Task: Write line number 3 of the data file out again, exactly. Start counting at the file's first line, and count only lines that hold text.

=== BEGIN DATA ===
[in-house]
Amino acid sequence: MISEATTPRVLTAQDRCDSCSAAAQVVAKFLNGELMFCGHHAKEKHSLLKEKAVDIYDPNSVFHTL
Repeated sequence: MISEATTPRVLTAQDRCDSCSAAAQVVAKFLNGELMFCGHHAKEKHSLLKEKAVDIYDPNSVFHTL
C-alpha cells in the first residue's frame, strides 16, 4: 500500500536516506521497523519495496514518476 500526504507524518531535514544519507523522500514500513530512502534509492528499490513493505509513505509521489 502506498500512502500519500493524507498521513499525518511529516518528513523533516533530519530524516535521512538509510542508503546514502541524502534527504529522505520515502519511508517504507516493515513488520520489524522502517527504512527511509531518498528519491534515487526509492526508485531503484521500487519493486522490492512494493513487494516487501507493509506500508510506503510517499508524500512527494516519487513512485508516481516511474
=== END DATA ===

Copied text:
Repeated sequence: MISEATTPRVLTAQDRCDSCSAAAQVVAKFLNGELMFCGHHAKEKHSLLKEKAVDIYDPNSVFHTL